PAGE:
How time flies, in 2006 I took my first picture of a mammal, a pair of least chipmunks. In 2010 I took my very first picture of a grizzly bear, I was taking pictures of waterfowls when an adult female grizzly came into view. After few pictures she was gone. Since then I have seen many grizzlies and taken many more pictures. I can still  remember if it was just yesterday, taking that very first picture of a grizzly, being aware of my surrounding and being cautious as the beautiful bear let me share her space. That feeling was still there, heat beating little faster, when I took this picture of the first bear spotted up from deep sleep this year in Banff National Park. 

 


Until next moment, 

Amar 

Grizzly

Mount Bourgeau

Dead organic matter falls into the water and sinks to the bottom to the delight of the waiting bacteria. The hungry bacteria feeds on this matter, in turn releasing methane gas. Which floats upward, coming in contact with frozen water, forming the various frozen ice bubbles.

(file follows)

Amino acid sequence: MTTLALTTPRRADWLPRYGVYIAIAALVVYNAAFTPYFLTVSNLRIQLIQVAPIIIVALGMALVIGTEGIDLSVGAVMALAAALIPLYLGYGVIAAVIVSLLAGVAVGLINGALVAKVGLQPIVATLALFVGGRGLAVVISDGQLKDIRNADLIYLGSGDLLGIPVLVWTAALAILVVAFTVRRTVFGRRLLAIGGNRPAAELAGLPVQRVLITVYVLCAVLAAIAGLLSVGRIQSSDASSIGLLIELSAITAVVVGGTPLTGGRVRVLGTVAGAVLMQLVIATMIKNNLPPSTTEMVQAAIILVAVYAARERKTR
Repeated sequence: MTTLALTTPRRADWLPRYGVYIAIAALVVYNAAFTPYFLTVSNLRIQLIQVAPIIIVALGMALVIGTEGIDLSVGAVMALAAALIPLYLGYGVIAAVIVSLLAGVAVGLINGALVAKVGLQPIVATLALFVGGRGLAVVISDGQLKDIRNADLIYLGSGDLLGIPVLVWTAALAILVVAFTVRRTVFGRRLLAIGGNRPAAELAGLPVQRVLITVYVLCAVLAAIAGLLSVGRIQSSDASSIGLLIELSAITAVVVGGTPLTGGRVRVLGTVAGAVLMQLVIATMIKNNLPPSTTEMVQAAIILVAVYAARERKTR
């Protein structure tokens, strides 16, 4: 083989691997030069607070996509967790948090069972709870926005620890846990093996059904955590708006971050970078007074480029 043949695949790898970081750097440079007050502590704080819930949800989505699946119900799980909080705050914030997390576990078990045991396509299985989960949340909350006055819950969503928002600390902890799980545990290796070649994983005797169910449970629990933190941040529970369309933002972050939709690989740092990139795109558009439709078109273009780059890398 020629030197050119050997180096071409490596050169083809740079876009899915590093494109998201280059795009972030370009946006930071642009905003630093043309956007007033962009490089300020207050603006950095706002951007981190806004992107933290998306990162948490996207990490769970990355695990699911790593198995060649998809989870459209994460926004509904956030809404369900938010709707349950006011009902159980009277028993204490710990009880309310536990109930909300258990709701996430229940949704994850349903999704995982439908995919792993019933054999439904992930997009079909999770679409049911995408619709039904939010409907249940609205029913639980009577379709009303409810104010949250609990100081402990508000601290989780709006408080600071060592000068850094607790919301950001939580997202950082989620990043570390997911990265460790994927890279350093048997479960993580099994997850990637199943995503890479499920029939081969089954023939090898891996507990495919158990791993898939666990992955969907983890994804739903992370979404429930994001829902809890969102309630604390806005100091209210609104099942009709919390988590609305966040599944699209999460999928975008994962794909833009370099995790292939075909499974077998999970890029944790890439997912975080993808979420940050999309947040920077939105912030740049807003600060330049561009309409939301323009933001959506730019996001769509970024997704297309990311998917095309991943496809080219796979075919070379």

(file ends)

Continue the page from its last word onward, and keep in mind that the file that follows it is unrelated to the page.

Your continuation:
Until next moment,

Amar

Mount Bourgeau

Mount Rundle

March has been a rollercoaster of weather, winter to spring to winter and now we are having spring again. This picture was taken during the winter part of the month, all covered by snow again. But by end of that day, we were back into spring.

Until next moment,

Amar

Mount Rundle

Massive Range

Over the years I have taken many pictures while walking to and from work. Being addicted to nature photography, it`s hard not to carry a camera at all times, being ready when the opportunity arises. In this case it was in the morning and I was half way to work when I looked toward the Massive Range, about 15 Kilometers away from me. The peaks I see most morning were lit up with the first light and I only had few minutes before the low clouds above would block the light. More than enough time to get the picture and another reason to keep carrying my camera. 

 


Until next moment, 

Amar

Massive Range